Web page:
The Bronzed Aussie Is No Longer Something To Aspire To

Renee McKay/Getty Images

Australian adolescents are developing healthier attitudes towards tanning but there is still room for improvement, according to the findings of the Cancer Council’s National Sun Protection Survey.

Research shows 38% of young Australians (aged 12-17 years) like to get a sun tan compared to 60% ten years ago.

Professor Ian Olver, Cancer Council Australia CEO, said the results were encouraging and that most teens no longer viewed the bronzed Aussie as something to aspire to.

However, the survey also showed teens were still not doing enough to protect themselves from the sun.

Almost one in fie (23%) of adolescents are still sunburnt on summer weekends, a figure which shows no significant change since 2003-04.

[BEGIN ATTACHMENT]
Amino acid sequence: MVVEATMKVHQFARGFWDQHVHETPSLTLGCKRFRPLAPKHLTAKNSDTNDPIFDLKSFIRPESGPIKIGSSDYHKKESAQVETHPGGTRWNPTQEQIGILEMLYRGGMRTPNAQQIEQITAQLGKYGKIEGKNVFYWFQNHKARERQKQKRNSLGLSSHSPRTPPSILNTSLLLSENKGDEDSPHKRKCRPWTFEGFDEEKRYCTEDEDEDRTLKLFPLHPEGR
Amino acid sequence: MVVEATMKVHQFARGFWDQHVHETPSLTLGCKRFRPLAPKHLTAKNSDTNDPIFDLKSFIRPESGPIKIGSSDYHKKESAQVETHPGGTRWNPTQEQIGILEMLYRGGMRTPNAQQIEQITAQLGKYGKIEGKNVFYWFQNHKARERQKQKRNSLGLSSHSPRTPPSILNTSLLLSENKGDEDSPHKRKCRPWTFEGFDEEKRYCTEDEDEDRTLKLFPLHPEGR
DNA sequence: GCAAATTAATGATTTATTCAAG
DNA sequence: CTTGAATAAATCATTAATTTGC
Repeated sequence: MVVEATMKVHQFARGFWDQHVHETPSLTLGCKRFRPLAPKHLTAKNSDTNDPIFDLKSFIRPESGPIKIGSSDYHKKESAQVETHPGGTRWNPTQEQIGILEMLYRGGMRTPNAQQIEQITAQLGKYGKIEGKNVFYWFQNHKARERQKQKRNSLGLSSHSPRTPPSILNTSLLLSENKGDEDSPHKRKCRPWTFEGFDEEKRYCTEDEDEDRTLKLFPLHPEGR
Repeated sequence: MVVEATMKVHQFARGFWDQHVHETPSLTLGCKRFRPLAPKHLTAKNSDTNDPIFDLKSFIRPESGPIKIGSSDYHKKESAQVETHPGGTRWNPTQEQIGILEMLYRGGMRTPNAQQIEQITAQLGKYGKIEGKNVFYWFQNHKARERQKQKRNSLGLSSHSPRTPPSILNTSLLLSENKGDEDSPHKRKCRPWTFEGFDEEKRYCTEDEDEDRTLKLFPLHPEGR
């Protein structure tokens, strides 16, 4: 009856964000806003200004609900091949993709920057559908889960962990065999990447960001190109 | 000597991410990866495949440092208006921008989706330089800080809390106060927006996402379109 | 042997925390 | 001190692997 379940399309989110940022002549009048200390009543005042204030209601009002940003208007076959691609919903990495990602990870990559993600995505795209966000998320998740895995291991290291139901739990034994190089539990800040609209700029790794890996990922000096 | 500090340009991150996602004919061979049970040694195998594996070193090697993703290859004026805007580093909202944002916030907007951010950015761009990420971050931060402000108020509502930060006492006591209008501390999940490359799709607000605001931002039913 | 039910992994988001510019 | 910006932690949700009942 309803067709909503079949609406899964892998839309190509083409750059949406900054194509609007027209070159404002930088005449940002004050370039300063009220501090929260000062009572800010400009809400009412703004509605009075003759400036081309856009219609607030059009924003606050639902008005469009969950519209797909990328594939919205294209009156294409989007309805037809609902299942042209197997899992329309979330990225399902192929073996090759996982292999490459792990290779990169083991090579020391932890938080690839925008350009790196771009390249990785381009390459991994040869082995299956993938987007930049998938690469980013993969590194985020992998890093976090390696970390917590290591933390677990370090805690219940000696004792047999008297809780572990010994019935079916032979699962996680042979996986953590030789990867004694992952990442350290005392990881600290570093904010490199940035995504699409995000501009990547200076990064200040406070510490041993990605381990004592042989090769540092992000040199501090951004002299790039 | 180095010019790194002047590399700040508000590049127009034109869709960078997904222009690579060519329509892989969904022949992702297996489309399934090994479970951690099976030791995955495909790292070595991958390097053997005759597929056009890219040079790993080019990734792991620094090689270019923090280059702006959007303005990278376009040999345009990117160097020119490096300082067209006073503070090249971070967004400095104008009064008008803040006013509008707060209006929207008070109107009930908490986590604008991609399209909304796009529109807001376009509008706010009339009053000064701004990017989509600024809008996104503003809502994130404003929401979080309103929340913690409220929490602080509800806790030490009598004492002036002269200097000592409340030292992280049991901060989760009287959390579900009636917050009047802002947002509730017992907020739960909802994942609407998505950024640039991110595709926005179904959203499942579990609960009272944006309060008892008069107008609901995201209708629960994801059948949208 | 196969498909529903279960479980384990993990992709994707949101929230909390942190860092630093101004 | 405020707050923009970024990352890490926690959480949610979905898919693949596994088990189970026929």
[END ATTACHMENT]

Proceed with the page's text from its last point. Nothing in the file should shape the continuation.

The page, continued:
Cancer Council Australia and the Australasian College of Dermatologists are using National Skin Cancer Action Week (November 16-22) to remind young Australians that they aren’t invincible, and that proper sun protection and skin awareness can be a lifesaver when it comes to skin cancer.

Professor Olver said that although two in three Australians would be diagnosed with skin cancer by age 70, adolescents underestimated their skin cancer risk, with one in two rating their chances of developing skin cancer as low.

“It’s wonderful to see teens understanding that a tan isn’t the hallmark of health it was once made out to be,” he said.

“However, while most don’t actively seek a tan, we do want them to actively protect themselves.”

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